Tangibility of Equity:

As I navigate through life, it has been abundantly clear that generational wealth and financial literacy are all elements of my life that have proved importance over the years as I have learned to prioritize them. Having been raised in the low socio-economic bracket, it was not until I attended undergrad, that I understood the depth of the financial struggle and the great lengths my mother had to persist through to own her multi-family home in the city of Boston as a single parent of 3 children, during a time where the city’s red lining history was and still is felt. My mother’s forward thinking, amongst financial poverty instilled a level of value in homeownership in me. At a time where so much was unknown in a pandemic, I moved forward to own a house in the city of Boston myself at 30 years of age as a single Black woman. I now know that generational wealth is built with equity and maintained with attention to detail and responsible sacrifice!

March-July 2020, were my months of 1) strategically adding to a steadily increasing bank account, 2) educating myself on the homebuyer’s process, and 3) developing an understanding of my credit score’s impact on the largest financial investment of my life to date-BUYING A HOUSE!

For months, I intentionally paid down debts on my credit cards to be under 10% utilization, I chipped away at some school loans (even with the pause of payment provided by the government), and I decreased my spending habits all together (partly given the pandemic shutdown and because I was focused). My spending was limited to investing in my future. To allow my vision to come into fruition, I viewed homes before I was ready to make an offer to gather a sense of what would work for me, I kept my faith in God, and allowed God to guide me. Through home visits, I knew I needed a home that was going to be “move in ready” and required little to no fixing up before moving in. Thus, I would likely be presented with a higher asking/selling price and I needed to be ready for that. Initially, I wanted to own a multi-family house, and begrudgingly came to terms that I was unjustly priced out of such opportunity in Boston. Nonetheless, I was blessed that the first Boston house I put an offer on was accepted, and what was once a dream, became a reality. Having written an offer letter far before I even stepped foot in the house, my heart knew the house I purchased was meant to be mine and I was determined to make it my home!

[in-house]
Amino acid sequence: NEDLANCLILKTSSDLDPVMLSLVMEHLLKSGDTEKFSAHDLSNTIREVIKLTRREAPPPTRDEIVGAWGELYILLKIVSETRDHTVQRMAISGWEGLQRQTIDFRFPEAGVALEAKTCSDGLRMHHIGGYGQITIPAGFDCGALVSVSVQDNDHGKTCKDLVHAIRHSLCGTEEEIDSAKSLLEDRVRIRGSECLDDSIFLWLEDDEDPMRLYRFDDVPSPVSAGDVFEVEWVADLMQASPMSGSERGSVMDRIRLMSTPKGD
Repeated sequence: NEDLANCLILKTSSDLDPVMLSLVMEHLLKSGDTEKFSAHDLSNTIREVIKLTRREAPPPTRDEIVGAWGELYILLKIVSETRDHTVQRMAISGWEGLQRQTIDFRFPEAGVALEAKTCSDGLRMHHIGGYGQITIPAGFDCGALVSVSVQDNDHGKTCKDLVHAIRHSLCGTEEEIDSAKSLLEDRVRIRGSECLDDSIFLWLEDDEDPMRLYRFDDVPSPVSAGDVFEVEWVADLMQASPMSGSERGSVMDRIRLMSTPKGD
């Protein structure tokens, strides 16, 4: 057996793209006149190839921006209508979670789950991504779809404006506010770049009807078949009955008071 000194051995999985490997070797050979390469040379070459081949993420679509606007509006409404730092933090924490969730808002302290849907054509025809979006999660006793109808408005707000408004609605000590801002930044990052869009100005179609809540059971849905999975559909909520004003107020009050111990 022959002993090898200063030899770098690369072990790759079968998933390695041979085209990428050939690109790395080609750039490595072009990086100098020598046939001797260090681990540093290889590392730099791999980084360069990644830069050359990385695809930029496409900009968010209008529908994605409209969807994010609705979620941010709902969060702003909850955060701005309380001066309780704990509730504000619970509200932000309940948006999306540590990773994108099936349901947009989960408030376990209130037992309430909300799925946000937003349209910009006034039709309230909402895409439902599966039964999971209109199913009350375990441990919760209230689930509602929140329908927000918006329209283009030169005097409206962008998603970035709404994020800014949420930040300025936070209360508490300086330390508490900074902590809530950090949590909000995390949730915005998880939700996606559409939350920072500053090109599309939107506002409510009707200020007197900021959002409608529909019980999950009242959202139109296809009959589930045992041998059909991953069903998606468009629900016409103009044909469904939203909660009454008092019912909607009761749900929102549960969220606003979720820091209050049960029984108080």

“I closed on my first home the same week I started my first year of law school!”

When the Unknown is the Leading Teaching Manual:

Excited, proud, and determined-sure! I am a proud, first-gen, Afro-Haitian-American, woman, law student, and homebuyer. Who would not be proud, right? But what if I wasn’t proud. . . at least not yet? Haitians are prideful people who find joy in titles such as lawyers for a profession, add the homeowner element, and well-you are a golden child! However, I was also nervous, scared, and was not ready for the unknown that became relevant shortly after the ecstatic positive waves of emotion and transitions took full force: